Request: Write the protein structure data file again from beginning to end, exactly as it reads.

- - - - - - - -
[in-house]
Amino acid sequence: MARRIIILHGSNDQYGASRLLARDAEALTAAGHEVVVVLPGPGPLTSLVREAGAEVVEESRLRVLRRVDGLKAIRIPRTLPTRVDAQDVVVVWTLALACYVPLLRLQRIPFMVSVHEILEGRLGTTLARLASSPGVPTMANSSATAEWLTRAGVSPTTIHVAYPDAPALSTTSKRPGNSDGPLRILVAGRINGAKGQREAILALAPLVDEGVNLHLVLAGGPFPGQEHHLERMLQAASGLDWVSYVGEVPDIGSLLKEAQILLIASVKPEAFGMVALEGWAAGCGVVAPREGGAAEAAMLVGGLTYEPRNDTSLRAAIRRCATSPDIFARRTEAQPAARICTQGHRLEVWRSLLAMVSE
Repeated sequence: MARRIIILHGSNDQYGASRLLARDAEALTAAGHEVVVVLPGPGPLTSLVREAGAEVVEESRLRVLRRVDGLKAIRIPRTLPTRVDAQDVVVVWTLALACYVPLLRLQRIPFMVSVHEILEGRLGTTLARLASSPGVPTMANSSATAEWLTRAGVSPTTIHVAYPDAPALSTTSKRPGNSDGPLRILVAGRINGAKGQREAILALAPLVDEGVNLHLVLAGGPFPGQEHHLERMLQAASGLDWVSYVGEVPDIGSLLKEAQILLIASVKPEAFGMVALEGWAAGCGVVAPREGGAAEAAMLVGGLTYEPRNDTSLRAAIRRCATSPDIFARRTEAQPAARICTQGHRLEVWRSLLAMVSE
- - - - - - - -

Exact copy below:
[in-house]
Amino acid sequence: MARRIIILHGSNDQYGASRLLARDAEALTAAGHEVVVVLPGPGPLTSLVREAGAEVVEESRLRVLRRVDGLKAIRIPRTLPTRVDAQDVVVVWTLALACYVPLLRLQRIPFMVSVHEILEGRLGTTLARLASSPGVPTMANSSATAEWLTRAGVSPTTIHVAYPDAPALSTTSKRPGNSDGPLRILVAGRINGAKGQREAILALAPLVDEGVNLHLVLAGGPFPGQEHHLERMLQAASGLDWVSYVGEVPDIGSLLKEAQILLIASVKPEAFGMVALEGWAAGCGVVAPREGGAAEAAMLVGGLTYEPRNDTSLRAAIRRCATSPDIFARRTEAQPAARICTQGHRLEVWRSLLAMVSE
Repeated sequence: MARRIIILHGSNDQYGASRLLARDAEALTAAGHEVVVVLPGPGPLTSLVREAGAEVVEESRLRVLRRVDGLKAIRIPRTLPTRVDAQDVVVVWTLALACYVPLLRLQRIPFMVSVHEILEGRLGTTLARLASSPGVPTMANSSATAEWLTRAGVSPTTIHVAYPDAPALSTTSKRPGNSDGPLRILVAGRINGAKGQREAILALAPLVDEGVNLHLVLAGGPFPGQEHHLERMLQAASGLDWVSYVGEVPDIGSLLKEAQILLIASVKPEAFGMVALEGWAAGCGVVAPREGGAAEAAMLVGGLTYEPRNDTSLRAAIRRCATSPDIFARRTEAQPAARICTQGHRLEVWRSLLAMVSE